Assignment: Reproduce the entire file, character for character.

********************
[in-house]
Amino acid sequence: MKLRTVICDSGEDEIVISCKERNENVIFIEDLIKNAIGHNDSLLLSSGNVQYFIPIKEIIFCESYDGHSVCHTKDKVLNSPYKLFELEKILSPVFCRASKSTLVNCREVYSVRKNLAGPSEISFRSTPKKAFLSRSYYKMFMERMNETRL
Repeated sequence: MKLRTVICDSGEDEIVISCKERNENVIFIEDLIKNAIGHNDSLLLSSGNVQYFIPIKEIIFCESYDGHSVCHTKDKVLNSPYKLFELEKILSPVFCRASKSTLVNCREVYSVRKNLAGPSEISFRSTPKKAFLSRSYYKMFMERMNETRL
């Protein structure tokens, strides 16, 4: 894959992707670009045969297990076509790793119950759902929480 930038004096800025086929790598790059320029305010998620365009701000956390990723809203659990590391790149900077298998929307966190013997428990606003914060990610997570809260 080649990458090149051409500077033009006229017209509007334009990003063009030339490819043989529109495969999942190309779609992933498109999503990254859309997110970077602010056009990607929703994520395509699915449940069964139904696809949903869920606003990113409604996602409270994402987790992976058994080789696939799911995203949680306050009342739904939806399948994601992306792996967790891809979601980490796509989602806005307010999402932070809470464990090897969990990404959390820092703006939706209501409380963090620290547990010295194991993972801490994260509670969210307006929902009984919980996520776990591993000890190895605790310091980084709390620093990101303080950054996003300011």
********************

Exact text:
[in-house]
Amino acid sequence: MKLRTVICDSGEDEIVISCKERNENVIFIEDLIKNAIGHNDSLLLSSGNVQYFIPIKEIIFCESYDGHSVCHTKDKVLNSPYKLFELEKILSPVFCRASKSTLVNCREVYSVRKNLAGPSEISFRSTPKKAFLSRSYYKMFMERMNETRL
Repeated sequence: MKLRTVICDSGEDEIVISCKERNENVIFIEDLIKNAIGHNDSLLLSSGNVQYFIPIKEIIFCESYDGHSVCHTKDKVLNSPYKLFELEKILSPVFCRASKSTLVNCREVYSVRKNLAGPSEISFRSTPKKAFLSRSYYKMFMERMNETRL
């Protein structure tokens, strides 16, 4: 894959992707670009045969297990076509790793119950759902929480 930038004096800025086929790598790059320029305010998620365009701000956390990723809203659990590391790149900077298998929307966190013997428990606003914060990610997570809260 080649990458090149051409500077033009006229017209509007334009990003063009030339490819043989529109495969999942190309779609992933498109999503990254859309997110970077602010056009990607929703994520395509699915449940069964139904696809949903869920606003990113409604996602409270994402987790992976058994080789696939799911995203949680306050009342739904939806399948994601992306792996967790891809979601980490796509989602806005307010999402932070809470464990090897969990990404959390820092703006939706209501409380963090620290547990010295194991993972801490994260509670969210307006929902009984919980996520776990591993000890190895605790310091980084709390620093990101303080950054996003300011």